Car and Truck Lift Safety tips

It can be easy to forget how powerful and dangerous car and truck lifts can be if you’re around them day-in and day-out. Don’t get complacent! That leads to accidents, injuries, and property and equipment damage. Today we’re sharing three tips for safe car and truck lift operation to help you stay healthy, happy, and headed home at the end of each workday.

  1. Remain attentive, Notice and Report

Every day before the first use of your car and truck lift, you should perform a thorough inspection of the equipment. It’s important to do this every day to catch any new issues before they cause an accident or injury, to identify and schedule any needed repairs or maintenance, and to remain intimately familiar with your car and truck lift so that you will immediately know if something is “off” or not functioning as usual. Daily inspections by you, your employer, or your staff should be documented to verify that inspections are taking place and to track recurring issues. This could be as simple as a one-page checklist located in a central area of your automotive shop, and every employee should be familiar with its contents and the proper procedure for performing and documenting daily inspections.

So what kind of things are you looking for in a daily inspection? Your checklist should include the following items:

  • Visually inspect all moving parts for excess dirt and grease, rust, scratches, burrs, cracks, and bent or damaged components, including bolts and pins.
  • Visually inspect the lift area, including the floor, and the lift’s static components for cracks, rust, and damage.
  • Check hydraulic connections and hoses for leaks.
  • Check electrical connections and power cords (loose connectors, nicked cables, etc.).
  • Test the up and down controls over the full range of motion, and check the emergency stop.
  • Check the movement of lift arms for smooth operation.
  • Verify that rollers and pivot points are moving smoothly and in good condition (no “sticking,” excess or uneven wear, grinding of material, or grating noises).
  • Check the safety lock for proper engagement and operation.

In addition to your daily inspections, don’t neglect to schedule an annual inspection. Be sure to hire one of the certified car lift inspectors near you using the Automotive Lift Institute’s (ALI) directory of ALI Certified Lift Inspection Providers. Tell the inspector you want a Check360 Certified Lift Inspection – and don’t settle for anything less.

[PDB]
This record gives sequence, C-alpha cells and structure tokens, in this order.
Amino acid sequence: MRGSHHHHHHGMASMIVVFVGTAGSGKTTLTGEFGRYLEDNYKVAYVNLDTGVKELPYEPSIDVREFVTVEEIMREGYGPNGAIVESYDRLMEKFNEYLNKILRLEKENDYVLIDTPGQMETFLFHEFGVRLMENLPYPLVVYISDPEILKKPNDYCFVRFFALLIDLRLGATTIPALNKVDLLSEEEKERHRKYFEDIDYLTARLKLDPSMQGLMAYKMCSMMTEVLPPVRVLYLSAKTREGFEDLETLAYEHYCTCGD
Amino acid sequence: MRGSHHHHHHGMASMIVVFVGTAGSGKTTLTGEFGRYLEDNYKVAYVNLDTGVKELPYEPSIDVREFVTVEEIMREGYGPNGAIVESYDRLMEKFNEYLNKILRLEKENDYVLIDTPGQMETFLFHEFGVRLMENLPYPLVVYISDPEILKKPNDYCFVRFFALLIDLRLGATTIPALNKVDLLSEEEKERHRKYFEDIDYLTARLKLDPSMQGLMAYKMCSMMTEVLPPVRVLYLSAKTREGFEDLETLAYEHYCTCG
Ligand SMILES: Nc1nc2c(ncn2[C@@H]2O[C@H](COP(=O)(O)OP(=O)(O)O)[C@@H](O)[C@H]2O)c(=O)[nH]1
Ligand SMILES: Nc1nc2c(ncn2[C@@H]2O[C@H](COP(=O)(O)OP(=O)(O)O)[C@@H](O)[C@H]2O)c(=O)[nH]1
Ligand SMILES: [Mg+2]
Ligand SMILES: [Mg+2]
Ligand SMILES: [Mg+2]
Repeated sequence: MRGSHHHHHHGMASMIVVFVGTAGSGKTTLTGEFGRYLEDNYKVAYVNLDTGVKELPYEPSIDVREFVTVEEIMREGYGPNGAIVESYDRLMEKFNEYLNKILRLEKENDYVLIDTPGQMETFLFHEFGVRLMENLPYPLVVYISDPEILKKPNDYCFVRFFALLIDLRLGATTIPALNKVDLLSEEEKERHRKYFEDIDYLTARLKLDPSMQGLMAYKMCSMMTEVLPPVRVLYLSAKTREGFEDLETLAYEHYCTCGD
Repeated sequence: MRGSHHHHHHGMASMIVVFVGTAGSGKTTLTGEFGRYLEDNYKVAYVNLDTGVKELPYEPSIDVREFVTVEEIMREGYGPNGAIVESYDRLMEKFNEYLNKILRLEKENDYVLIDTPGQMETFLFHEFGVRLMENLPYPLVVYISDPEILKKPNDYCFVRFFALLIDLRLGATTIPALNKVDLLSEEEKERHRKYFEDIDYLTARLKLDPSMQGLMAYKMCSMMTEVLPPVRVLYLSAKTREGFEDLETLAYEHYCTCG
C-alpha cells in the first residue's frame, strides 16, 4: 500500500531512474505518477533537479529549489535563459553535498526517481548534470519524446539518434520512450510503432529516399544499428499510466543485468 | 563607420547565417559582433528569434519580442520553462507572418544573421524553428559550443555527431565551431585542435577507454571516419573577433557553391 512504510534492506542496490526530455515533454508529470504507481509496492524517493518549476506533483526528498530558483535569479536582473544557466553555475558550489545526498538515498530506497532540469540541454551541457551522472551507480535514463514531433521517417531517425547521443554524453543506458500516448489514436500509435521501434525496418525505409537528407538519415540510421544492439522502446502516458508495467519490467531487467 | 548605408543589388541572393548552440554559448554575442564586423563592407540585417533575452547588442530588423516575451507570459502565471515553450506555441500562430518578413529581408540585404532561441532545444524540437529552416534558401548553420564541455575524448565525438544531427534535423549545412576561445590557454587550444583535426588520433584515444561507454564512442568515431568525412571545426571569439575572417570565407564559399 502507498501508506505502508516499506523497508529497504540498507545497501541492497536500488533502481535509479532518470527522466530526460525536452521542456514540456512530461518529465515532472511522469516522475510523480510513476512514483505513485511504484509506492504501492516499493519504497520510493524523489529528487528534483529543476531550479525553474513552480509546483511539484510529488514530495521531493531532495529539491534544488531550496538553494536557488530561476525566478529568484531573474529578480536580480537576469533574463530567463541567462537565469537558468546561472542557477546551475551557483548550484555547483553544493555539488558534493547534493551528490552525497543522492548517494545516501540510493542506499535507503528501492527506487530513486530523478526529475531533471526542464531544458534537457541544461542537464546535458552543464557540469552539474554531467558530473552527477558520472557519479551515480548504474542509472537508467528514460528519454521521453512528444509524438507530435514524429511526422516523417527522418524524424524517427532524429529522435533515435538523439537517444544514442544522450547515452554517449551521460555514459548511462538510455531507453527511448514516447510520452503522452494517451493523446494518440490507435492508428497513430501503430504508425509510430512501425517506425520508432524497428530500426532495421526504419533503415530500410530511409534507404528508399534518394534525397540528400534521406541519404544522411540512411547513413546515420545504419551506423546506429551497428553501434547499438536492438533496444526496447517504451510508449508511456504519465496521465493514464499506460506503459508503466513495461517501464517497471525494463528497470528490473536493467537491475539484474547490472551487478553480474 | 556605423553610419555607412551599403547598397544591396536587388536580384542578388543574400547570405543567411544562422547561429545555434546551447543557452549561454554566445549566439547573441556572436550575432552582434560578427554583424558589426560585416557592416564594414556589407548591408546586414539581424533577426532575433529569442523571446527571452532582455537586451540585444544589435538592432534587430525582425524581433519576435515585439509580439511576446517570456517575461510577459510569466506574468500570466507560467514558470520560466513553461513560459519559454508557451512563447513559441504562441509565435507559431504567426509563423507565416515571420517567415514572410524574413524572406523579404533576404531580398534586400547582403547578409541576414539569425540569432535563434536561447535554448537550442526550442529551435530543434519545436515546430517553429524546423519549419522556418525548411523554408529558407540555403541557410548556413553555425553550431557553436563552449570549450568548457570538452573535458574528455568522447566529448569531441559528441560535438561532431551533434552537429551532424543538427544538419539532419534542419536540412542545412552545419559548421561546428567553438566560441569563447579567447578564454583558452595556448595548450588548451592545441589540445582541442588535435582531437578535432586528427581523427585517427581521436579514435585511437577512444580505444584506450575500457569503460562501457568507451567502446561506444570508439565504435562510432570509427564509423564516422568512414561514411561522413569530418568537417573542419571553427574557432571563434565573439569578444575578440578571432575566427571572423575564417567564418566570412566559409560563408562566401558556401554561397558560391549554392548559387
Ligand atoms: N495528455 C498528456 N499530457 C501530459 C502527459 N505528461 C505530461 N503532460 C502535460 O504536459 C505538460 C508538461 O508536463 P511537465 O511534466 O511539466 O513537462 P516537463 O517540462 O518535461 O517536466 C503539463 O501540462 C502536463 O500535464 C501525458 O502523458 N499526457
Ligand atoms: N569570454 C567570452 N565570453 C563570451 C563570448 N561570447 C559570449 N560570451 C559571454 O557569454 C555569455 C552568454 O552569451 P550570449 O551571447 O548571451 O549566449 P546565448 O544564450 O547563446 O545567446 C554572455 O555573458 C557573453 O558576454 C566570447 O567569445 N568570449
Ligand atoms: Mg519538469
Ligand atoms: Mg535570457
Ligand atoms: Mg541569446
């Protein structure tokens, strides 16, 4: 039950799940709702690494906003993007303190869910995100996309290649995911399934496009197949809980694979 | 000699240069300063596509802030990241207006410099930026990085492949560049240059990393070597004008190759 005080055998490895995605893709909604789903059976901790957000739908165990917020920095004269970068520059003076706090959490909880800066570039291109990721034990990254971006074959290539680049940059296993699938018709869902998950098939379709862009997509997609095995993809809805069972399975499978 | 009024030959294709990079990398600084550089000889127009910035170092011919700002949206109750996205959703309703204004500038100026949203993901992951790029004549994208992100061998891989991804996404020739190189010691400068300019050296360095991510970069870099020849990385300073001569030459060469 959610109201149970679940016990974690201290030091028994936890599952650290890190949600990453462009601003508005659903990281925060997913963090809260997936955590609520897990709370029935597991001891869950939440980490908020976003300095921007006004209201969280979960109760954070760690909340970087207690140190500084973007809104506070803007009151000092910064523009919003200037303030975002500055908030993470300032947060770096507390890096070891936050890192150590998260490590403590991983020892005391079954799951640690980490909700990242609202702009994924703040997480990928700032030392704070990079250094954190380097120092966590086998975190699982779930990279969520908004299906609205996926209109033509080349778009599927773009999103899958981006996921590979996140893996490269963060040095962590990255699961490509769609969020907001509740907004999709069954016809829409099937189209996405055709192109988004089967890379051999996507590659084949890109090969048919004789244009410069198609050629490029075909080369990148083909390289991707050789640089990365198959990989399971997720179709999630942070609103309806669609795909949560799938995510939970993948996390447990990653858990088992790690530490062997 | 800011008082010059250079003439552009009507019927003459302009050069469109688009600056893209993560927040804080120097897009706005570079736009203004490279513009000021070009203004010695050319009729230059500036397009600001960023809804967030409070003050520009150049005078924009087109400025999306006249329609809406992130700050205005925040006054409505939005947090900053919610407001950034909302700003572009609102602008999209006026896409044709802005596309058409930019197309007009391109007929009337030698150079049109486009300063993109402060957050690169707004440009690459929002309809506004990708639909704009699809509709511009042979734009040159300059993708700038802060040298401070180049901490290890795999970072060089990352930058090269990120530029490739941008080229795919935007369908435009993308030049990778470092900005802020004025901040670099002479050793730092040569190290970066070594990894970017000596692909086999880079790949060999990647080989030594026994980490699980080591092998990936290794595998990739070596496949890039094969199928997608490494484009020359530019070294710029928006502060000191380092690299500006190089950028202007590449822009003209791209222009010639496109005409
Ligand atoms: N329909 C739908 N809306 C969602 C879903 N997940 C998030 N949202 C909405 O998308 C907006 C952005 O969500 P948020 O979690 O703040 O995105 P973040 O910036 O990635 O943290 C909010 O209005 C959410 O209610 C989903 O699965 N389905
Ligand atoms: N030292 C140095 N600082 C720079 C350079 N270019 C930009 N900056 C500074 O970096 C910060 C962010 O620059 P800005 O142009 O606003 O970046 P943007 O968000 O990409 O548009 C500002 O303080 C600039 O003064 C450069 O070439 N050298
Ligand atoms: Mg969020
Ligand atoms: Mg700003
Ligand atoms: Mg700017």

1. Load your car and truck lift properly

Car and truck lifts must be used correctly to ensure the safety of the people using them and to ensure the work goes smoothly without damaging the lift or the vehicle. This starts with loading the lift carefully and properly.

Before you load your lift, make sure you know the weight capacity or the lift and the weight of the vehicle you want to load – never overload your lift, as this can result in failure of the equipment and serious injury or death. Once you know that the vehicle is within the capacity of your lift, load the vehicle so that it properly balanced. The car or truck’s center of gravity should be clearly within the area surrounded by the points of contacts between the lift and the vehicle. Be aware that work requiring the removal of vehicle components will change the vehicle’s center of gravity, and plan to position the vehicle accordingly.

You also need to verify that the vehicle is stabilized before lifting it to a working height. For drive-on lifts, that includes making sure the wheels are properly chocked and only using equipment provided by the lift manufacturer to stabilize the vehicle. Always use the proper designated lifting points and check for damage or wet, oily, or slick surfaces that may cause a vehicle to slip or shift.

Your lift should only be used to load and lift vehicles within the manufacturer’s recommendations for operation – never use it as a jack, raise a vehicle with people inside the vehicle, or use the lift in any other unauthorized way. Similarly, never block or override the controls, as this presents serious safety hazards to anyone in the lift area and can result in major equipment and property damage.

ALI’s Lifting It Right online course is an interactive course updated for today’s technicians to help you comply with OSHA and other safety regulations that require lift safety training for anyone operating an automotive lift. The course explains the right way to lift a car, truck, or SUV without causing injury or property damage, including how to lift a vehicle, how to maintain load stability, how to lower the lift, and basic lift maintenance – for any vehicle lift, such as two-post lifts, mobile column lifts, and more. ALI’s Lifting It Right Safety Manual is an excellent companion to the online course.

 

  1. Always make sure the lift area is clear of people, tools, and debris when operating the lift.

Never operate the lift when people are in the lifting area. Always make sure employees, customers, and other personnel are safely outside of the lift area before moving the lift. Similarly, always make sure that tools and debris have been collected and moved out of the way of a lift before lowering it. These are steps that only take a moment but can prevent serious injury and equipment damage. For everyone’s safety, look around and ensure the lifting area is clear and safe before proceeding with any movement of an automotive lift.

Keeping safety tip-of-mind

These tips will help keep you, your colleagues, and your employees safe in their day-to-day work. Keep these and other useful safety tips top-of-mind by posting an Automotive Lift Safety Tips Poster (30”x45”) in your shop, and don’t forget to reinforce a safety culture with ALI’s Automotive Lift Safety Tips Card (8.5”x11” – perfect for posting in service bays!).